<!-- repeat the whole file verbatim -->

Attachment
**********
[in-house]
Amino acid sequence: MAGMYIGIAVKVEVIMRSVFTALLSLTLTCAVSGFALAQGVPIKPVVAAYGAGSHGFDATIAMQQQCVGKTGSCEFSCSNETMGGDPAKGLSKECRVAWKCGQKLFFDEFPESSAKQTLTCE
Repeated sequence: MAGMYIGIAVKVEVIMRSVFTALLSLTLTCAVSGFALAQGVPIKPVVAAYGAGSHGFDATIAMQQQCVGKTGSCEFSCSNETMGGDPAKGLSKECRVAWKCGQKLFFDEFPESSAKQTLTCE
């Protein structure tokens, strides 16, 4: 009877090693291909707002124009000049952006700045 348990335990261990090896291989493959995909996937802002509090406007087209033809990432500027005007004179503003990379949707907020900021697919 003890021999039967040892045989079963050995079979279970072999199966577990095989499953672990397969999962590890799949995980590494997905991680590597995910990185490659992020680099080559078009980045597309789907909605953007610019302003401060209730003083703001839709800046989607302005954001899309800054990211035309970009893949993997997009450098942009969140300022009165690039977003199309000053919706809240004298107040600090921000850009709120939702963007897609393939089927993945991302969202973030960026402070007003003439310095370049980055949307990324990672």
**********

[in-house]
Amino acid sequence: MAGMYIGIAVKVEVIMRSVFTALLSLTLTCAVSGFALAQGVPIKPVVAAYGAGSHGFDATIAMQQQCVGKTGSCEFSCSNETMGGDPAKGLSKECRVAWKCGQKLFFDEFPESSAKQTLTCE
Repeated sequence: MAGMYIGIAVKVEVIMRSVFTALLSLTLTCAVSGFALAQGVPIKPVVAAYGAGSHGFDATIAMQQQCVGKTGSCEFSCSNETMGGDPAKGLSKECRVAWKCGQKLFFDEFPESSAKQTLTCE
């Protein structure tokens, strides 16, 4: 009877090693291909707002124009000049952006700045 348990335990261990090896291989493959995909996937802002509090406007087209033809990432500027005007004179503003990379949707907020900021697919 003890021999039967040892045989079963050995079979279970072999199966577990095989499953672990397969999962590890799949995980590494997905991680590597995910990185490659992020680099080559078009980045597309789907909605953007610019302003401060209730003083703001839709800046989607302005954001899309800054990211035309970009893949993997997009450098942009969140300022009165690039977003199309000053919706809240004298107040600090921000850009709120939702963007897609393939089927993945991302969202973030960026402070007003003439310095370049980055949307990324990672």